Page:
Dwight’s next promotion was to the Office of Inspection back in DC. Not long thereafter, he was assigned to Secret Service Headquarters with another promotion to the Senior Executive Service. That is as high as you can go in the Secret Service.

“I was Deputy Assistant Director for a little over a year when the position of Special Agent in Charge in the Atlanta office came vacant. My former boss there had retired. He called and told me he was leaving and wanted to know if I was interested in the job. I said, ‘Are you kidding? I want to get home.’ So we went back to Atlanta for the third time, and this time I was the boss. I spent my last year and a half on the job there.”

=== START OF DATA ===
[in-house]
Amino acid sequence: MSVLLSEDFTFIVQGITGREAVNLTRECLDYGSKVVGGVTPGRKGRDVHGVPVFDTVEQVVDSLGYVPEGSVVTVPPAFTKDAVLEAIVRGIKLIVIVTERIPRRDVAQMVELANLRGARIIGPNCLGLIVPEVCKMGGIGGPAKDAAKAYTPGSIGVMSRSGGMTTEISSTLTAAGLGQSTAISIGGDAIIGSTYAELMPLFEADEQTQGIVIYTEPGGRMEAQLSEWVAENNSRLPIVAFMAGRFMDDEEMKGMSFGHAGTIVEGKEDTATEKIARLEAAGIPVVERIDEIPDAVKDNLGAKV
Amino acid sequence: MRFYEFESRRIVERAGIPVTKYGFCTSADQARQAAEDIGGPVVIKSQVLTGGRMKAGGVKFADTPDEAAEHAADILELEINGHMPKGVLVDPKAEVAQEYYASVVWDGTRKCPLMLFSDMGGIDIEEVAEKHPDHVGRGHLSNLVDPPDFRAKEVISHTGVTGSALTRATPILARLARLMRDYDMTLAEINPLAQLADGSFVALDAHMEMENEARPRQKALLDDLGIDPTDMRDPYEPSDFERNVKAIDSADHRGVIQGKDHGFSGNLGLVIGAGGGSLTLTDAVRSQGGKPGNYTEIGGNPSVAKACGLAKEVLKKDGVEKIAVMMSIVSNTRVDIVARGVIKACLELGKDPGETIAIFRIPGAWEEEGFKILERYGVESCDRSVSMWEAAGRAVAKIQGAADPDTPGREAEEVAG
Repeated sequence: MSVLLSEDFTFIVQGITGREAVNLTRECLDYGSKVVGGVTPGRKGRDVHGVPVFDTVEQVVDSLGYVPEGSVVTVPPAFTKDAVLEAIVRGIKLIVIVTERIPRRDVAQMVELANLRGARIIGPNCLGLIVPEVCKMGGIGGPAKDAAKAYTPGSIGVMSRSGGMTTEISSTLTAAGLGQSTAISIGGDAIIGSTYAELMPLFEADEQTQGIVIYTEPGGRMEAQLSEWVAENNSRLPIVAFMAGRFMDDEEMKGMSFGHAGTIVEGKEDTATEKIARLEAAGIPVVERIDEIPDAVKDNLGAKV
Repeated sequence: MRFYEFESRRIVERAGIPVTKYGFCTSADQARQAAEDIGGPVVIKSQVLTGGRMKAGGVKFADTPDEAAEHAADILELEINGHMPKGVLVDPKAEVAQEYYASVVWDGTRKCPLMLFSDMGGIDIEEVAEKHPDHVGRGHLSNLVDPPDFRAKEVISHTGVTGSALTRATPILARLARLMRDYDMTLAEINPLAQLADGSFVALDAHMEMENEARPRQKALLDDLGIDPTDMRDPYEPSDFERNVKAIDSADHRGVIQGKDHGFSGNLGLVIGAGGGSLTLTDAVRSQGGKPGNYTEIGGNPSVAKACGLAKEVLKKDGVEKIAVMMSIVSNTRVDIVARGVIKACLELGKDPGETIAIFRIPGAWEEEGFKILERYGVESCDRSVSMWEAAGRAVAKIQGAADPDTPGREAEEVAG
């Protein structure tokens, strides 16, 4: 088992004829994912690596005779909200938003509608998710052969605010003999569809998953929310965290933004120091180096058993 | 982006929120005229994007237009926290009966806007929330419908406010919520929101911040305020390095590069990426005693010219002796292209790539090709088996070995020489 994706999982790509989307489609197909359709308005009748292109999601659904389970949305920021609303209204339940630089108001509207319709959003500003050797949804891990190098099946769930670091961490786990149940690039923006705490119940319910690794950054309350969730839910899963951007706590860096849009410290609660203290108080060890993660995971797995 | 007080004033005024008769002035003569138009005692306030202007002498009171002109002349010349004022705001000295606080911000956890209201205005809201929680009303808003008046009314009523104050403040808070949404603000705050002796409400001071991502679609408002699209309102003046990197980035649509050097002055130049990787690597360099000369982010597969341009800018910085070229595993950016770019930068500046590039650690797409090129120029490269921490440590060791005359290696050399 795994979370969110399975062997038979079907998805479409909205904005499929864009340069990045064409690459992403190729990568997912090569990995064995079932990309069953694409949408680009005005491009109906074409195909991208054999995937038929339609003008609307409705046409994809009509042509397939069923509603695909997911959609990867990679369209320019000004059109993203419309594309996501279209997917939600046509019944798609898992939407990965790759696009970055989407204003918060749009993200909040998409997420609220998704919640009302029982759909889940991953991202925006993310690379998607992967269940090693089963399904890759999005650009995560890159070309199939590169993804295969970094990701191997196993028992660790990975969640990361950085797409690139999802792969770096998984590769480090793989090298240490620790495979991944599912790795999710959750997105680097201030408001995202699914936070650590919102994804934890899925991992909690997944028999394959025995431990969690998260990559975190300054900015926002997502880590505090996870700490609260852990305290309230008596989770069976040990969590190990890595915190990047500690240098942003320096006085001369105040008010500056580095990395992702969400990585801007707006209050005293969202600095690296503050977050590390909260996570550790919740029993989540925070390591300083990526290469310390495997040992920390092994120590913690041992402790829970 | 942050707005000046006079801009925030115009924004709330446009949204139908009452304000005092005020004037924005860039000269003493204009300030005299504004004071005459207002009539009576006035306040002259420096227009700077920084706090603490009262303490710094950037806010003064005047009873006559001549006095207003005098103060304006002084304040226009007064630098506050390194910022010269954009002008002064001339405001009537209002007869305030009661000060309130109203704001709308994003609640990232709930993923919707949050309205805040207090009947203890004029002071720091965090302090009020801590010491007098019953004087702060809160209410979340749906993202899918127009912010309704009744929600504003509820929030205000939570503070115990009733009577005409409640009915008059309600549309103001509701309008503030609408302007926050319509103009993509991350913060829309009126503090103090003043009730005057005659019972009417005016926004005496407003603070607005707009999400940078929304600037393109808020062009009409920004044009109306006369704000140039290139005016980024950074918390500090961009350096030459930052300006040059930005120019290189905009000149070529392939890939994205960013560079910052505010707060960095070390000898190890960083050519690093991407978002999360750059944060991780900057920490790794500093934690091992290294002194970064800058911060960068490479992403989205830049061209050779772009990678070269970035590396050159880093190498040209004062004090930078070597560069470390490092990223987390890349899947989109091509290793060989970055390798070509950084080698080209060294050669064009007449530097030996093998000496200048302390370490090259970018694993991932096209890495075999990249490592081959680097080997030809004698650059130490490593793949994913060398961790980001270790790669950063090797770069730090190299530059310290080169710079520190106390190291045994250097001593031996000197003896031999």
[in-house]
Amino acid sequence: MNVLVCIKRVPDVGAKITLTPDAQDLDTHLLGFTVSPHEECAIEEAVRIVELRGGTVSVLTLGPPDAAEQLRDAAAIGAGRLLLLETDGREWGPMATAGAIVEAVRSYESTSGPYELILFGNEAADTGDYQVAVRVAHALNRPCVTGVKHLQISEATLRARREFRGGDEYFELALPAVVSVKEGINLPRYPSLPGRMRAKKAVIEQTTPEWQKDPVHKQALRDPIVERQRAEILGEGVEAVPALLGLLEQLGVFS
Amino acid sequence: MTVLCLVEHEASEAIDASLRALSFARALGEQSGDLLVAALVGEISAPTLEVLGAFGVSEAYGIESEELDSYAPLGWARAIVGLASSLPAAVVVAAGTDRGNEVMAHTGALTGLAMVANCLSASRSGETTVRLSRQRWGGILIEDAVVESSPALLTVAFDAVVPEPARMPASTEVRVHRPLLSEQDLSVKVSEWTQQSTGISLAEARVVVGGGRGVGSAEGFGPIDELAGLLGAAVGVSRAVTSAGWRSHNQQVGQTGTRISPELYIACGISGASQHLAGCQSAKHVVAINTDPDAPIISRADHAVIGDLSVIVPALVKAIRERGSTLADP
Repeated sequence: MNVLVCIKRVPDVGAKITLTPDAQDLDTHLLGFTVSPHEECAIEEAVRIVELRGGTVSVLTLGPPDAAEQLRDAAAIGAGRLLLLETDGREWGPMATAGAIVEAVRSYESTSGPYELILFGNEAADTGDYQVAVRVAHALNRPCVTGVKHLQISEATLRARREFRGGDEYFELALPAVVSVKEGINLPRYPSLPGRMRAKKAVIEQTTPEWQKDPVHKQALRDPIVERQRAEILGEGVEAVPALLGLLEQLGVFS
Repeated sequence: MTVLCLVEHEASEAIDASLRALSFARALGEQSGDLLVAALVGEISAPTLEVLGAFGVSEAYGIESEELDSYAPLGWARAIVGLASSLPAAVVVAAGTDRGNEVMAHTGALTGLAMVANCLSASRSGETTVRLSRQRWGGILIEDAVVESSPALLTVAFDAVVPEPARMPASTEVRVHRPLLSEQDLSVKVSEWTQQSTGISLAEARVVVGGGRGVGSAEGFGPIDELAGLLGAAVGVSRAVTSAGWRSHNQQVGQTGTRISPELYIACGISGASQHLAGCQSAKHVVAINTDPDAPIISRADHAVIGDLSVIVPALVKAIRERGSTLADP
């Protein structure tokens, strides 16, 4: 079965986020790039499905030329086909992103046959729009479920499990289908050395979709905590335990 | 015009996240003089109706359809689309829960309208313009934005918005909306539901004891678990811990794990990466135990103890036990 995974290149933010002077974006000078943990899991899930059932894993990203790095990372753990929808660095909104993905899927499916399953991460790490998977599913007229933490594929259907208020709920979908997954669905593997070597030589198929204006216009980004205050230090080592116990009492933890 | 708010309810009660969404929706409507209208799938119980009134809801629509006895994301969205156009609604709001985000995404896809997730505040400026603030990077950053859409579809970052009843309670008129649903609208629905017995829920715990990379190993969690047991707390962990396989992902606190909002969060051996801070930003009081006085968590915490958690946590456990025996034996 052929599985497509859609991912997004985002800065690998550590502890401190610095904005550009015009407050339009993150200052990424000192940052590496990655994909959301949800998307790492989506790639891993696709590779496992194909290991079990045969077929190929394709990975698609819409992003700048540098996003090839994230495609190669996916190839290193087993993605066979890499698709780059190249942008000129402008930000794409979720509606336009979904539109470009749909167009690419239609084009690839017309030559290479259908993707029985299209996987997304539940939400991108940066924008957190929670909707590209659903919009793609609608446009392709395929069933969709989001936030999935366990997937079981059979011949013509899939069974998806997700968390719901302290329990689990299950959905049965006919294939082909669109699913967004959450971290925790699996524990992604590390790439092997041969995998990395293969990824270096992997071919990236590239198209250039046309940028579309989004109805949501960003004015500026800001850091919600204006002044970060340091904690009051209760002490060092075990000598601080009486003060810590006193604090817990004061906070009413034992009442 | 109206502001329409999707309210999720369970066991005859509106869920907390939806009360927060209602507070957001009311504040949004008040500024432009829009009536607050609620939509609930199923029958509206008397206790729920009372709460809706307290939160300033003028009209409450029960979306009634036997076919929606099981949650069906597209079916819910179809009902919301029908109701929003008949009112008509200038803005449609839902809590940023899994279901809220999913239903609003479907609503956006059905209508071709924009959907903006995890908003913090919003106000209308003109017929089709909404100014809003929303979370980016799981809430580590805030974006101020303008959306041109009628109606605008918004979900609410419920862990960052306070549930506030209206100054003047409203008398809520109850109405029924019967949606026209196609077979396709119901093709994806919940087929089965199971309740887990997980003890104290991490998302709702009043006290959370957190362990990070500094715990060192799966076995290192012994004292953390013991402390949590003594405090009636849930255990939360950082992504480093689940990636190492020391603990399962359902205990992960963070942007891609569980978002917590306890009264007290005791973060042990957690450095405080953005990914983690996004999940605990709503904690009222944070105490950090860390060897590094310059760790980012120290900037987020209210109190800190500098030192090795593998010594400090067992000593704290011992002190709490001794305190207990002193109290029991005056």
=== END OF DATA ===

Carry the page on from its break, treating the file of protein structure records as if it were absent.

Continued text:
About six months before he was eligible to retire, Dwight got a call from Turner Broadcasting. “They wanted me to come to work right away,” he said. “I couldn’t do that because I would lose my opportunity to retire outright in twenty years and get an annuity.”

So, one day a week, for about two months, Dwight spent unpaid time at Turner learning his new job. Although he had planned to stay with the Secret Service another two or three years, he retired on June 28, 1991, after twenty years and one day. The Monday following retirement from the Secret Service, he went to work for Turner Broadcasting, where he would spend the next eleven and a half years as Corporate Director of Security.

Now he faced a new set of challenges.

“Security wasn’t exactly at the top of their list of priorities,” he said. “I had to introduce to them the need for security, especially living and working in CNN Center. Everything is wide open: the public entrance to the facility, that whole first floor lobby area, with private vendors, food service, a fitness center, a sports store and the CNN tours. High profile people on television who receive threats every day faced exposure as they were coming and going.”